Brutally believable, the game of Rollerball in Norman Jewison’s 1975 classic is a high-speed game of hockey played in a velodrome whilst wearing roller skates. This is the simplest way to describe the futuristic sport that also involves motorcycles and American football helmets, truly it is a mashup of several different concepts with an added dose of ultra-violence and the possibility of death.
The 1975 film is based around this core concept, telling the story of a world where war doesn’t exist, but the corporate world of Rollerball does.
5. Light Cycle Racing – Tron (Steven Lisberger, 1982)
If they ever found a way to make Tron work in real life, it would be a unanimous success with racing fans across the world. Originally released by Disney in 1982, the retro high-speed sport is much like the mobile game ‘Snake’, in which you travel around a board avoiding your ever-extending trail of influence. The difference in Lisberger’s film is that you’re also playing with others, each trying to block your path.
A thrilling game that is brilliantly portrayed in the original movie and its 2010 sequel, Tron remains one of Disney’s greatest ever live-action films.
4. Robot Boxing – Real Steel (Shawn Levy, 2011)
To some extent, this already exists in real life, just not to the same epic extent. Whilst our Robot Wars consists of clunky DIY projects, the robot brawls of Real Steel are the real deal, featuring eight-foot-tall Rock ‘Em Sock ‘Em Robots who beat the screws out of each other with help from their trainers and mechanics. This isn’t a tame family-friendly affair either, with robots being beaten to an inch of their digital lives.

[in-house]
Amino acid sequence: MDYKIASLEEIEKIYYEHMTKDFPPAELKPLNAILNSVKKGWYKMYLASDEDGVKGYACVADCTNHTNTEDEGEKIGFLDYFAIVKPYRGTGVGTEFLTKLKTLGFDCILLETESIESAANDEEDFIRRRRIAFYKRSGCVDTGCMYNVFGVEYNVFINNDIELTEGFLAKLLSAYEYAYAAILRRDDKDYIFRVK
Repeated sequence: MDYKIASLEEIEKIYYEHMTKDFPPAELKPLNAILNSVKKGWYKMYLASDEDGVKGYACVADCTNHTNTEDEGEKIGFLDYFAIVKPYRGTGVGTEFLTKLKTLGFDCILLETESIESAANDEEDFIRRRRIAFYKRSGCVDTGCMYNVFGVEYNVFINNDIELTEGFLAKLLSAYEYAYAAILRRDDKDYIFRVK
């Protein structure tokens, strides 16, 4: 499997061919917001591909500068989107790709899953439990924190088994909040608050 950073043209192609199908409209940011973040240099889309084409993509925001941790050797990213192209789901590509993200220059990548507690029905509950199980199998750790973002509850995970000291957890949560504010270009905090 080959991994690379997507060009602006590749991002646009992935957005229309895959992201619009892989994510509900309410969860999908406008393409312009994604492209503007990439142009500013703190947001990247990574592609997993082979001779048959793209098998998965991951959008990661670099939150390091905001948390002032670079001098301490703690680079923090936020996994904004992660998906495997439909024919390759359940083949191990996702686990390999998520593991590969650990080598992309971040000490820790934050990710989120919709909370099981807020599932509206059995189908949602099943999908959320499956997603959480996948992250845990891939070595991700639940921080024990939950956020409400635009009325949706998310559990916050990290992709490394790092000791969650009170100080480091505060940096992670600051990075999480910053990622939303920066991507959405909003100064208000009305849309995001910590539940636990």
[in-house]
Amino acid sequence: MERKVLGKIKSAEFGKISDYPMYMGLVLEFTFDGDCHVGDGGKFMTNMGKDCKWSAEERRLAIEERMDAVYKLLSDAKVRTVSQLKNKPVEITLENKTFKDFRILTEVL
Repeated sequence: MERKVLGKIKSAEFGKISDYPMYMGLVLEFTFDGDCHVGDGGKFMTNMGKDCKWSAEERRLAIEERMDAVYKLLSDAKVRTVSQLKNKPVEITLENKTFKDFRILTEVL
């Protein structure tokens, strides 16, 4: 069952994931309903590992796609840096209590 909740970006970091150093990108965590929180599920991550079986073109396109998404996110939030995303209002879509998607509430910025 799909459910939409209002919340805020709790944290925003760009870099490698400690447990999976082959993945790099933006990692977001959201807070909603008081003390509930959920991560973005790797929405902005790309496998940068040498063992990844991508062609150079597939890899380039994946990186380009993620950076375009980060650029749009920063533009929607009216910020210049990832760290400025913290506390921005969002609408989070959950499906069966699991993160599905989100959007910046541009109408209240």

With a strong following on social media platforms, whilst the 2011 film starring Hugh Jackman wasn’t critically adored, it has gained a cult appreciation.
3. Podracing – Star Wars: The Phantom Menace (George Lucas, 1999)
If you’re a lover or a hater of the first of George Lucas’ Star Wars prequel movies, one thing we can all agree on is that the Podracing scene toward the beginning of the film is a cinematic triumph. Utilising excellent cinematography with a rousing soundtrack, Lucas puts together one of the most impressive sequences of the whole of his modern trilogy, showing the equivalent of soap-box racing using souped-up intergalactic engines.
Aside from the climactic battle between Darth Maul, Obi-Wan Kenobi and Qui-Gon Jinn, this is the best part of The Phantom Menace, and one of the best Star Wars moments of all time.
2. Redline – Redline (Takeshi Koike, 2009)
The most popular race in the whole of the galaxy, the titular sport of 2009’s Redline is truly awesome. Brought to life by over 100,000 hand-drawn frames, the race is a high-octane, vibrant thrill ride that brings together the greatest sportspeople from the strangest corners of the galaxy, like an episode of Wacky Races if it took place on a distant planet with a tyrannical leader who threatened violence to any competitor.
Utterly electric in its delivery, Redline is one of the best movies about racing ever made, with the event itself being something of our wildest imaginations.
1. Quidditch – Harry Potter and the Goblet of Fire (Mike Newell, 2005)
J.K Rowling did an extraordinary job to build out the world of Harry Potter throughout her iconic book series, with the sport of Quidditch being one of her most memorable inventions. Played on broomsticks, the violent game involves a main ball named the Quaffle, as well as two sinister Bludgers intended to attack the players and a mystical golden Snitch that dodges around the oval-shaped arena like a pixie.
Though it’s played throughout most movies in the Harry Potter universe, no film better demonstrates its potential than The Goblet of Fire, showing the Quidditch World Cup in one of the coolest-designed fictional stadiums ever created.